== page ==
Coffin Paths, Graveyards and Downley

Have you ever wondered why there is no graveyard in Downley even though the original St James’ church on Commonside was built in 1874?

Over the centuries burials were conducted on hallowed ground that was generally associated with the local parish church.  With the ever increasing population, people began to move away from their original village, and began to farm and populate land some distance from the parish church.  Eventually their growth in numbers led to demands for a local church to serve the new community.  However revenue from burials, together with that from the rites of birth and marriage, was then an important source of income to a parish church and the construction of a new church ran the risk of encroaching upon the territory of the existing parish church and, of greater concern, the loss of revenue to the clergy.  The parish church would therefore insist that only a ‘mother’ church could hold burials often necessitating the transportation of the deceased some distance, along what became known as a coffin or corpse paths, to their final resting place.

What is now the village of Downley was originally divided between two ecclesiastical parishes with the major part of the village in the parish of West Wycombe, whilst the hamlet of Littleworth lay in the parish of Hughenden.  As the village grew St James’ Church was built at the junction of Narrow Road and Commonside to serve the village – but with the exception of burials.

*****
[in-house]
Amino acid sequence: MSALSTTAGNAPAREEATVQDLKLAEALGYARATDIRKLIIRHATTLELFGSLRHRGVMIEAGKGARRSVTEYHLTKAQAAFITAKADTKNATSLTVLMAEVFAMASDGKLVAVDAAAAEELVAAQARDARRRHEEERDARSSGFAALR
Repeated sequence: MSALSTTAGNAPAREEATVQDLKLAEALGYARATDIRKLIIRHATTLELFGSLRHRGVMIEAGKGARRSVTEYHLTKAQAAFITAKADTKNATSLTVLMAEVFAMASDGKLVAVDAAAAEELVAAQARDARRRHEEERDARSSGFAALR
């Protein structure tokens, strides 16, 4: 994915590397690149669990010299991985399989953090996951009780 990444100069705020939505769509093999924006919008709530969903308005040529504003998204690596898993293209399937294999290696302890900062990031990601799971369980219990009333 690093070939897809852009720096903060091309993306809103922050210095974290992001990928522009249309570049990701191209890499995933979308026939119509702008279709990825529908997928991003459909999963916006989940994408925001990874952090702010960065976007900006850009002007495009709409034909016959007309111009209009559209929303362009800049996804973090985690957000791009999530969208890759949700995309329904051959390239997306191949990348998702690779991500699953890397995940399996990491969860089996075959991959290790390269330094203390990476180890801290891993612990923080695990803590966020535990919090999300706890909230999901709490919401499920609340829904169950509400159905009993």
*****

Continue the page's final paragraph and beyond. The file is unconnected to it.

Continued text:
St James’ Church

The bodies of those persons from Littleworth, in the parish of Hughenden, would be taken down through the valley from Common Wood, past the Manor House, then onto the graveyard at Hughenden Church, or via Coates Lane and Hughenden Road.  The corpse of a poor person would be taken by horse and cart, probably borrowed from the local farmer, or carried by friends.

The last resting place for the Downley people in the parish of West Wycombe was in the graveyard of Saint Lawrence Church- ‘The Church on the Hill’.  Their final journey in the old days was made by horse and cart by way of either the Blacksmiths Lane route (opposite the cricket pitch), or Kiln Pond Lane (opposite The High Street) – the paths meeting at the site of the steps (see below).  Both routes then followed the path down to The Pedestal at the junction of the Bradenham Road, through to West Wycombe village, and then the long climb around the hill and up to the cemetery.  When a person was unable to afford a cart, the route was the same for the people carrying the coffin, but then they would turn right along the Bradenham Road to Flint Hall Farm where a public footpath runs to about halfway up the hill.

The junction of the two Coffin Paths, with that from Blacksmith Lane (extreme left) and Kiln Pond Lane (extreme right). The sunken nature of both paths, worn down by the passage of feet and livestock, as well erosion by water running off as the adjacent fields, is testament to their antiquity. The current steps, which probably date from the mid -1950s, follow the course of a footpath originally leading to an open field – Three Corner Field. Steps to this field are shown on the map of 1849.

As yet, we have not researched when weddings and christening first took place at St James’ church, either at its original location on Narrow Lane or more recently at the summit of Plomer Hill.  Perhaps you can help out with a date and the occasion?